A veteran labor journalist, Sam Pizzigati has written widely on economic inequality, in articles, books, and online, for both popular and scholarly readers.
Currently an associate fellow at the Institute for Policy Studies, a progressive think tank in Washington, D.C., Pizzigati has been editing Too Much ever since the publication’s 1995 debut. His op-eds and articles on income and wealth maldistribution have appeared in a host of major American dailies, magazines, and journals.
Pizzigati, 63, has edited publications for four different national American unions and directed, for twenty years, the publishing operations of America’s largest union, the 3.2 million-member National Education Association. The 1992 anthology he co-edited, The New Labor Press (Cornell University ILR Press), remains the primary reference for trade union journalists.
Pizzigati’s most recent book, Greed and Good: Understanding and Overcoming the Inequality that Limits Our Lives (Rowman & Littlefield), builds on work he began with his 1992 title, The Maximum Wage. Greed and Good appeared in 2004 and earned an “outstanding title” of the year rating from the American Library Association (Choice, January 2006).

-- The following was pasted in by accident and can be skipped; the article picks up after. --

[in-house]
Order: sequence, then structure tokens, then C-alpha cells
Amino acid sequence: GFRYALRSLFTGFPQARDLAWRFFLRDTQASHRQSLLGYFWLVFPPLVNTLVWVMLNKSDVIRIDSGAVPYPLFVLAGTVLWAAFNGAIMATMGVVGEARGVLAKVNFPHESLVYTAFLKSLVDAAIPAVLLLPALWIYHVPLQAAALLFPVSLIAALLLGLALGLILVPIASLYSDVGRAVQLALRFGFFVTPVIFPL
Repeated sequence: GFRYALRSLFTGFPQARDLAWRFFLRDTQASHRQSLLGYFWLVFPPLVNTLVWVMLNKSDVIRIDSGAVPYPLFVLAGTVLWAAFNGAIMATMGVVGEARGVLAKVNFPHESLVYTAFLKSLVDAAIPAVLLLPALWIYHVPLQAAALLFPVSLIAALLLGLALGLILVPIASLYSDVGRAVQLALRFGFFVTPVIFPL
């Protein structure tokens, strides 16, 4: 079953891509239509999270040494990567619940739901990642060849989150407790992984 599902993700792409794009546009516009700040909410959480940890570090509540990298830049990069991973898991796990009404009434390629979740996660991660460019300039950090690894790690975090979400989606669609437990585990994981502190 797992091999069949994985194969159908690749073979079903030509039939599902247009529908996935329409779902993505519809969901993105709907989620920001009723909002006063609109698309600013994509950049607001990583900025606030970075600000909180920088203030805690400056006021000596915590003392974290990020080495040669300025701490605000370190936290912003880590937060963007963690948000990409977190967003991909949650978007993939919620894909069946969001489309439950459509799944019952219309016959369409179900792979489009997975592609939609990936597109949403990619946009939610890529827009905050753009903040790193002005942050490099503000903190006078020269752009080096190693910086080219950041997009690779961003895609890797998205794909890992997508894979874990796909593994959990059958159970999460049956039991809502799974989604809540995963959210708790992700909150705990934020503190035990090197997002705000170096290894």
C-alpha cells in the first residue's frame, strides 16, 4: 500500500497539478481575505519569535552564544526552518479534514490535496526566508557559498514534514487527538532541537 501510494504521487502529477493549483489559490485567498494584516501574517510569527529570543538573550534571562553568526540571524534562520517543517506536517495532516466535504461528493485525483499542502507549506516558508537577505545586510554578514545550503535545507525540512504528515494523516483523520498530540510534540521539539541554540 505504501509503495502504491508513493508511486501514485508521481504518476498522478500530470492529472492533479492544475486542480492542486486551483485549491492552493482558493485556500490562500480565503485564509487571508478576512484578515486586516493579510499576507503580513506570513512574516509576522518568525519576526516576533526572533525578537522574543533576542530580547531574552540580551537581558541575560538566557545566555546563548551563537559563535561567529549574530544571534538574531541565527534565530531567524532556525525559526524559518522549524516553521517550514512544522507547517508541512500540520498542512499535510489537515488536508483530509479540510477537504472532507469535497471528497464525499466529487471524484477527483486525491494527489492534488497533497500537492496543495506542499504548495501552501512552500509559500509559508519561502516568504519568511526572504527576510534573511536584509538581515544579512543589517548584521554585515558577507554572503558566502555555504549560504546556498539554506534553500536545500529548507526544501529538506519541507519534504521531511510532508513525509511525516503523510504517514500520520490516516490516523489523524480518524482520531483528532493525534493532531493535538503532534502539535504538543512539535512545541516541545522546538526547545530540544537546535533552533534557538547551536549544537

Pizzigati’s new book, The Rich Don’t Always Win: The forgotten triumph over plutocracy, 1900-1970, that created the classic American middle class, will be forthcoming in fall 2012 from Seven Stories Press.
In 2008, Pizzigati played a lead role on the team that generated The Nation magazine’s special issue on extreme inequality. That issue went on to win the 2009 Sidney Hillman Prize for magazine journalism.
A Maryland resident, Pizzigati served for eight years on the founding board of directors of Progressive Maryland, the state’s leading alliance of labor, community, civil rights, and religious organizations. He spent a similar stint on the board of the Boston-based United for a Fair Economy, a national economic justice education and organizing effort.
You can reach Sam Pizzigati at firstname.lastname@example.org.